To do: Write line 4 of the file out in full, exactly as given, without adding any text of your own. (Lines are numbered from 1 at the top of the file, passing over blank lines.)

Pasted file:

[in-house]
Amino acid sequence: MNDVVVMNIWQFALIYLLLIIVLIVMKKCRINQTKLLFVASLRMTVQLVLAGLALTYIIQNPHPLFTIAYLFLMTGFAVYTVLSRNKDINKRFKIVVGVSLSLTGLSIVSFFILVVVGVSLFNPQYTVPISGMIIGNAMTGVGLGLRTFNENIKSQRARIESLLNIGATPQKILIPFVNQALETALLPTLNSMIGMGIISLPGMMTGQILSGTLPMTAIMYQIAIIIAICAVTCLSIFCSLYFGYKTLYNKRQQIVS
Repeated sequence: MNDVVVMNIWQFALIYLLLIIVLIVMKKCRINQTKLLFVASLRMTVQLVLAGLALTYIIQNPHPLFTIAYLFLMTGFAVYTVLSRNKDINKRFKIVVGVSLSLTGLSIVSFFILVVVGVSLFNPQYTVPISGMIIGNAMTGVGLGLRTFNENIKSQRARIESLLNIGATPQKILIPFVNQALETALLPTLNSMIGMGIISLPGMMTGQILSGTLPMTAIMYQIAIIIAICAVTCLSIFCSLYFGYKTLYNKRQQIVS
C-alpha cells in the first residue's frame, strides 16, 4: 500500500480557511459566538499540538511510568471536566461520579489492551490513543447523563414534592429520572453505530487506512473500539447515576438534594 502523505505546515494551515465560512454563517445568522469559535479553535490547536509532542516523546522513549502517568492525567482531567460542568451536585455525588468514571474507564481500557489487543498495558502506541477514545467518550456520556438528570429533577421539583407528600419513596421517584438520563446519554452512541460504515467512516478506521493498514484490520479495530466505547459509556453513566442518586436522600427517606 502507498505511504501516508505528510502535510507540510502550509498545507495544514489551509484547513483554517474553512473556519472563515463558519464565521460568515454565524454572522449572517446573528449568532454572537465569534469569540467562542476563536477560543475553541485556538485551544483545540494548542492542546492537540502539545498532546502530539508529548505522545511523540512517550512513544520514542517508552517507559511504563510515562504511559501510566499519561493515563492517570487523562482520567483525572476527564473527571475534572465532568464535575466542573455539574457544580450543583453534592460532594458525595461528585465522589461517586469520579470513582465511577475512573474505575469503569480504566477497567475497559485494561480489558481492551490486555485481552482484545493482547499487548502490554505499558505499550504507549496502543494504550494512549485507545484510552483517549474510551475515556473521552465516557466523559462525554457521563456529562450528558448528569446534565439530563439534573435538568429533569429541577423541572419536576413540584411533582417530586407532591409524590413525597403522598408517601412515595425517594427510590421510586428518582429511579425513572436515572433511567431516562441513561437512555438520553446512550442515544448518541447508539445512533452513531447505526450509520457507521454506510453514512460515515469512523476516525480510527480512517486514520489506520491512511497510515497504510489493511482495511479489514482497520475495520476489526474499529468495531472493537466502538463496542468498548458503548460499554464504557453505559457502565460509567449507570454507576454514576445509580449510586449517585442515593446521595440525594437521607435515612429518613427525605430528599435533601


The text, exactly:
C-alpha cells in the first residue's frame, strides 16, 4: 500500500480557511459566538499540538511510568471536566461520579489492551490513543447523563414534592429520572453505530487506512473500539447515576438534594 502523505505546515494551515465560512454563517445568522469559535479553535490547536509532542516523546522513549502517568492525567482531567460542568451536585455525588468514571474507564481500557489487543498495558502506541477514545467518550456520556438528570429533577421539583407528600419513596421517584438520563446519554452512541460504515467512516478506521493498514484490520479495530466505547459509556453513566442518586436522600427517606 502507498505511504501516508505528510502535510507540510502550509498545507495544514489551509484547513483554517474553512473556519472563515463558519464565521460568515454565524454572522449572517446573528449568532454572537465569534469569540467562542476563536477560543475553541485556538485551544483545540494548542492542546492537540502539545498532546502530539508529548505522545511523540512517550512513544520514542517508552517507559511504563510515562504511559501510566499519561493515563492517570487523562482520567483525572476527564473527571475534572465532568464535575466542573455539574457544580450543583453534592460532594458525595461528585465522589461517586469520579470513582465511577475512573474505575469503569480504566477497567475497559485494561480489558481492551490486555485481552482484545493482547499487548502490554505499558505499550504507549496502543494504550494512549485507545484510552483517549474510551475515556473521552465516557466523559462525554457521563456529562450528558448528569446534565439530563439534573435538568429533569429541577423541572419536576413540584411533582417530586407532591409524590413525597403522598408517601412515595425517594427510590421510586428518582429511579425513572436515572433511567431516562441513561437512555438520553446512550442515544448518541447508539445512533452513531447505526450509520457507521454506510453514512460515515469512523476516525480510527480512517486514520489506520491512511497510515497504510489493511482495511479489514482497520475495520476489526474499529468495531472493537466502538463496542468498548458503548460499554464504557453505559457502565460509567449507570454507576454514576445509580449510586449517585442515593446521595440525594437521607435515612429518613427525605430528599435533601